Rubber | Movie review
It’s best to see this alleged cult hit with deflated expectations.
The kind of “cult sensation” that results when a canny publicist meets a gullible chatterbox, Rubber caused a stir at Cannes 2010 as word spread that what looked like a Troma-like goof about a killer tire was actually some sort of profound postmodern statement. Journalists rubbernecked at the sole official screening, passing on more significant titles like A Screaming Man and Inside Job. Disappointment was widespread—one critic dubbed it the year’s biggest “Cannes job”—but the movie has since garnered acclaim from the same writers who last year projected merits onto The Human Centipede (a.k.a. the “ass-to-mouth movie”).
Unlike that equally incompetent hit, Rubber is jumping the gun on the midnight circuit and rolling into homes before it hits theaters. Thus, you can pay $9.99 to see a killer-tire movie on demand, without the drunken audience that might have made it bearable.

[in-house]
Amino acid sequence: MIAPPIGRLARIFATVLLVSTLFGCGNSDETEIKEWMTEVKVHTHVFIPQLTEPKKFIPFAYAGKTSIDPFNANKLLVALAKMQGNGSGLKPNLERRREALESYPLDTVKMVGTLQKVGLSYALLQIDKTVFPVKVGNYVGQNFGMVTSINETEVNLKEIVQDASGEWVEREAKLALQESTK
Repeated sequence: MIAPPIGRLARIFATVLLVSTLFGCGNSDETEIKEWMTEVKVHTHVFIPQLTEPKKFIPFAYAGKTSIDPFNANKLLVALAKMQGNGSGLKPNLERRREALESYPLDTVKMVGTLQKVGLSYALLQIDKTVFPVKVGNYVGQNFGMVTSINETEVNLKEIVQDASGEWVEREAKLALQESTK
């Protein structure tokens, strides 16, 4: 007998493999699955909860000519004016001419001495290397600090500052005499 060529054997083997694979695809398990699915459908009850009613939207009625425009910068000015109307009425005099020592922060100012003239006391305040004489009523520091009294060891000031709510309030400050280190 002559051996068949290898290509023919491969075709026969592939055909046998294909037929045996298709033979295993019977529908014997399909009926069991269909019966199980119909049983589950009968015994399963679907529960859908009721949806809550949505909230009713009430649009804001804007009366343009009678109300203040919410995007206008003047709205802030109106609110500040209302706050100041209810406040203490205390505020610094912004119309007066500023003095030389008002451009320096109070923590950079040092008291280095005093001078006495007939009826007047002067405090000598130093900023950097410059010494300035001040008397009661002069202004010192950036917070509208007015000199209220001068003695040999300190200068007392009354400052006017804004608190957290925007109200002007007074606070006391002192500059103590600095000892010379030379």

There aren’t ripoffs like this outside of your local body shop. The killer tire spins through the California desert and telekinetically explodes the brains of insensitive passersby. A Greek chorus of fourth-wall-breaking spectators watches through binoculars, offering snark, although the film’s English-language dialogue bears all the earmarks of having been imperfectly translated from French. Name-checking E.T., The Texas Chain Saw Massacre, JFK and even The Pianist, Rubber feels purely opportunistic: The timing isn’t sharp enough for it to qualify as tongue-in-cheek. In the one decent throwaway gag, the tire steals a moment watching NASCAR races on TV. Home viewers would be better off doing the same. (Available on demand through April 1; see magsneaks.com for providers.)